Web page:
Russia shells Kyiv as eastern European leaders plan visit

Russia fired on residential neighborhoods of Kyiv in the early hours of Tuesday as the leaders of Poland, Czech Republic and Slovenia prepared to visit the war-torn Ukrainian capital in what they called a show of European solidarity.

The trip by the three Nato heads of government is the most high-profile visit to the Ukrainian capital since Russia unleashed its war on February 24. Czech prime minister Petr Fiala said the group was traveling as representatives of the European Council and planned to hold talks with Ukrainian president Volodymyr Zelensky.

News of the visit came after authorities in Rivne, a western Ukrainian city, said 19 people were killed in a Russian air strike on a TV tower. Russian forces also shelled an apartment block in the Svyatoshinsky neighborhood of Kyiv in the early hours of Tuesday, killing at least two people, according to Ukrainian emergency services.

A Russian cruise missile landed in front of a 10-story residential building in Kyiv’s Podil district after being intercepted by a Ukrainian air defense system, a member of Ukraine’s civilian territorial defense forces told a Financial Times reporter at the scene. The explosion shattered windows and damaged balconies, but police said no one was killed or seriously injured.

An update by the Ukrainian general staff said Russia “continues to launch missile and bomb strikes on critical infrastructure” in several cities across Ukraine and in particular was still trying to capture Mariupol, which is completely encircled by Russian forces. Ukrainian military claims could not be independently verified.

The attacks came on the 20th day of a war that has laid waste to Ukrainian cities and triggered a wave of international sanctions that has left Russia’s economy more isolated than at any time since the end of the cold war.

Aid groups have repeatedly warned of the dire conditions in Mariupol, which has been subjected to relentless Russian shelling for more than two weeks. Thousands of people in the besieged city have been forced to live in bomb shelters, deprived of heating, electricity and running water.

Ukrainian authorities said they would undertake a fresh attempt to deliver humanitarian supplies to civilians trapped in Mariupol. A convoy would try to break through on Tuesday and, on the way back, try to take women and children out, said Iryna Vereshchuk, minister for reintegration.

On Monday, 160 cars left the city in one of the first successful attempts to evacuate civilians from the port since hostilities began.

Zelensky said peace talks with Russia, which ended on Monday without a breakthrough, would continue on Tuesday.

In an address published on Facebook, Zelensky expressed gratitude to Russian civilians who had taken a stance against the war, which has forced 2.8m people to flee Ukraine and left thousands dead.

The Ukrainian president offered his personal thanks to an employee of a state-owned news channel in Moscow who interrupted a live broadcast on Monday night to declare her opposition to the Kremlin’s invasion.

Marina Ovsyannikova, an editor at Channel One, shouted “Stop the war. No to war ”and held a sign that read:“ Don’t believe the propaganda. They’re lying to you here. ”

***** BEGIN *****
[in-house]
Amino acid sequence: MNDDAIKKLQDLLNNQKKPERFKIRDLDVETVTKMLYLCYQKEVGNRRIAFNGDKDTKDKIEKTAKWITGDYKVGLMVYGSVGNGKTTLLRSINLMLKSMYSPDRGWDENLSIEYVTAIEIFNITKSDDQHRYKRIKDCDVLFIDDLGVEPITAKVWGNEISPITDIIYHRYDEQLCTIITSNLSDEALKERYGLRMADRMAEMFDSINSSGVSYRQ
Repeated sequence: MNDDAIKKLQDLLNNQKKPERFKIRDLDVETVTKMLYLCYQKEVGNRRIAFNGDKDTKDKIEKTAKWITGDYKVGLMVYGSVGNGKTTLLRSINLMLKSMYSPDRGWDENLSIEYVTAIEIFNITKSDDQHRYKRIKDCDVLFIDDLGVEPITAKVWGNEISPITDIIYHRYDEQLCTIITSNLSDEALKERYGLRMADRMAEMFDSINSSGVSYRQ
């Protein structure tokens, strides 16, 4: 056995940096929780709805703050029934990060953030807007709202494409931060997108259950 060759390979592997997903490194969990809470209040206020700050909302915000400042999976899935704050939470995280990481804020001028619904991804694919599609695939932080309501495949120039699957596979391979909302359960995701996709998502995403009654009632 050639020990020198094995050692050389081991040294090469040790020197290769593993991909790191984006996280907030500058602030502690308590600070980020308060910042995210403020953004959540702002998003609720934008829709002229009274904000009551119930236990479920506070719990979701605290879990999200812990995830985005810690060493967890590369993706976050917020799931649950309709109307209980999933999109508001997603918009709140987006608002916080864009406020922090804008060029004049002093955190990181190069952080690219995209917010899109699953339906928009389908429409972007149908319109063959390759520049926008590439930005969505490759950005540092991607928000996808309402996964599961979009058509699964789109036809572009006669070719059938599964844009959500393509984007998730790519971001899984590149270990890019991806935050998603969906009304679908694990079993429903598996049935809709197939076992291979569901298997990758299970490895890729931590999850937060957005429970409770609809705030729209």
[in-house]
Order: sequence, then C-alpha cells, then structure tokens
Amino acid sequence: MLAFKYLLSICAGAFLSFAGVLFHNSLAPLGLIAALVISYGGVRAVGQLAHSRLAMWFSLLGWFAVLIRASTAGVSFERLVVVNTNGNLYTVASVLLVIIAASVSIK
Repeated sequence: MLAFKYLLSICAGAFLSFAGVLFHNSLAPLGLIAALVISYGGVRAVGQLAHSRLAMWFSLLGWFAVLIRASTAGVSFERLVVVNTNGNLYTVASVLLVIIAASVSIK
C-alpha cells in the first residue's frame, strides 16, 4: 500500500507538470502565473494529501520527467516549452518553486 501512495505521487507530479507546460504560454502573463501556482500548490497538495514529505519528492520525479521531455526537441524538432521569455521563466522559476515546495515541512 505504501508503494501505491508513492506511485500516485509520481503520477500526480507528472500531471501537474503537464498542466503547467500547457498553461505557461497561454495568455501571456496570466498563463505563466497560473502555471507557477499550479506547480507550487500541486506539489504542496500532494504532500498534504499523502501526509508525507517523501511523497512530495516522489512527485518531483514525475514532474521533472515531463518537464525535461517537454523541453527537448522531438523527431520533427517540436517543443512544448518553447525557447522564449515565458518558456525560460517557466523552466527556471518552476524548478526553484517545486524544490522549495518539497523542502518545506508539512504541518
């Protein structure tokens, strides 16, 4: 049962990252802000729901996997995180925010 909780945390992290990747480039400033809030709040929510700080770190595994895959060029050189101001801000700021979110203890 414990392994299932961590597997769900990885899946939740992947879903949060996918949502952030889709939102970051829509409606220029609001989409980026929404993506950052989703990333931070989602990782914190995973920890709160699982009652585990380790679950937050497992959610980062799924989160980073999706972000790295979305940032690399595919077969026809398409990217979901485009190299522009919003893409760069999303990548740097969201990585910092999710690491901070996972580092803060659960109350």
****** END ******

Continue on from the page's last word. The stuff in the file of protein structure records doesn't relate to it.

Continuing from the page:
Marina Ovsyannikova stages a protest behind the newsreader on Russia's main state television evening broadcast

Marina Ovsyannikova stages a protest behind the newsreader on Russia’s main state television evening broadcast © AFP / Getty

News media in Russia are prohibited from depicting the war in neighboring Ukraine as anything other than a “special military operation” – the term used by the Kremlin to describe the invasion.

Lawyers for Ovsyannikova told Russian media they could not find her. Pavel Chikov, head of the human rights group Agora, said she would likely be charged with a misdemeanour and face a fine of up to Rbs60,000 ($ 538).

A former senior Kremlin official, Arkady Dvorkovich, also joined the condemnations. Dvorkovich, the head of the World Chess Federation (FIDE) and who served as Russian deputy prime minister from 2012-18, told the US magazine Mother Jones: “My thoughts are with Ukrainian civilians.”

He added: “Wars do not just kill priceless lives. Wars kill hopes and aspirations, freeze or destroy relationships and connections. ”

The Russian protests came amid heightened tensions between the US and China over Beijing’s stance on the conflict, which has upended the postwar order in Europe and sparked the biggest crisis between Russia and the west since the cold war.

Washington told allies that China had signalled its willingness to provide military assistance to Moscow, including surface-to-air missiles, according to officials familiar with American diplomatic cables on the exchange. Beijing and Moscow have denied the claim that Russia had requested military assistance from China.

A series of strict sanctions rolled out by the US and its allies have hit equity markets around the world and sent the cost of some commodities, such as oil and wheat, soaring.

Chinese equities have been hit particularly hard. Hong Kong-listed Chinese stocks on Monday fell by most since 2008 on the threat of increased tensions between Beijing and the west, as well as the expected negative impact of a Covid-19 outbreak on China’s economy.

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